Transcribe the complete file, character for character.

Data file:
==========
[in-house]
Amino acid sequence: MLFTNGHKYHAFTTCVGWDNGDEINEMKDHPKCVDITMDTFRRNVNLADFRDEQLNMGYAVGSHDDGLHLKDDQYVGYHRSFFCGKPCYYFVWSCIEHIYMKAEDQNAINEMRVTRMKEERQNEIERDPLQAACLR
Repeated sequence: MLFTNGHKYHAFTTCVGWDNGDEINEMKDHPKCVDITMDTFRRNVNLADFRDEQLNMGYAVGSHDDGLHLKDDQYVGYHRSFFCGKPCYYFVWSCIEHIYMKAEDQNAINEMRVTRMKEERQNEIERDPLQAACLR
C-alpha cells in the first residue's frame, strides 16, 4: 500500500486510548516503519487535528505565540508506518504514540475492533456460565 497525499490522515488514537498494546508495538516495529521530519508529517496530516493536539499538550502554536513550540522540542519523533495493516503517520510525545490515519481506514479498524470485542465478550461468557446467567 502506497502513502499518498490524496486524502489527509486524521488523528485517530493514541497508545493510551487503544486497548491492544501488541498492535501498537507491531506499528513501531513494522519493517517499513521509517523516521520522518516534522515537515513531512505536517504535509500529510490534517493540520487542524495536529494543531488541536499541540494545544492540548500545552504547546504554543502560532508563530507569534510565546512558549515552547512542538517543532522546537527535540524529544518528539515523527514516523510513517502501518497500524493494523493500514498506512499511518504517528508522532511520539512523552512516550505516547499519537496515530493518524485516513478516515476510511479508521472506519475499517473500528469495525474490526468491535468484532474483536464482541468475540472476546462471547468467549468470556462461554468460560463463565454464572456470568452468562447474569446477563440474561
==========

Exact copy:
[in-house]
Amino acid sequence: MLFTNGHKYHAFTTCVGWDNGDEINEMKDHPKCVDITMDTFRRNVNLADFRDEQLNMGYAVGSHDDGLHLKDDQYVGYHRSFFCGKPCYYFVWSCIEHIYMKAEDQNAINEMRVTRMKEERQNEIERDPLQAACLR
Repeated sequence: MLFTNGHKYHAFTTCVGWDNGDEINEMKDHPKCVDITMDTFRRNVNLADFRDEQLNMGYAVGSHDDGLHLKDDQYVGYHRSFFCGKPCYYFVWSCIEHIYMKAEDQNAINEMRVTRMKEERQNEIERDPLQAACLR
C-alpha cells in the first residue's frame, strides 16, 4: 500500500486510548516503519487535528505565540508506518504514540475492533456460565 497525499490522515488514537498494546508495538516495529521530519508529517496530516493536539499538550502554536513550540522540542519523533495493516503517520510525545490515519481506514479498524470485542465478550461468557446467567 502506497502513502499518498490524496486524502489527509486524521488523528485517530493514541497508545493510551487503544486497548491492544501488541498492535501498537507491531506499528513501531513494522519493517517499513521509517523516521520522518516534522515537515513531512505536517504535509500529510490534517493540520487542524495536529494543531488541536499541540494545544492540548500545552504547546504554543502560532508563530507569534510565546512558549515552547512542538517543532522546537527535540524529544518528539515523527514516523510513517502501518497500524493494523493500514498506512499511518504517528508522532511520539512523552512516550505516547499519537496515530493518524485516513478516515476510511479508521472506519475499517473500528469495525474490526468491535468484532474483536464482541468475540472476546462471547468467549468470556462461554468460560463463565454464572456470568452468562447474569446477563440474561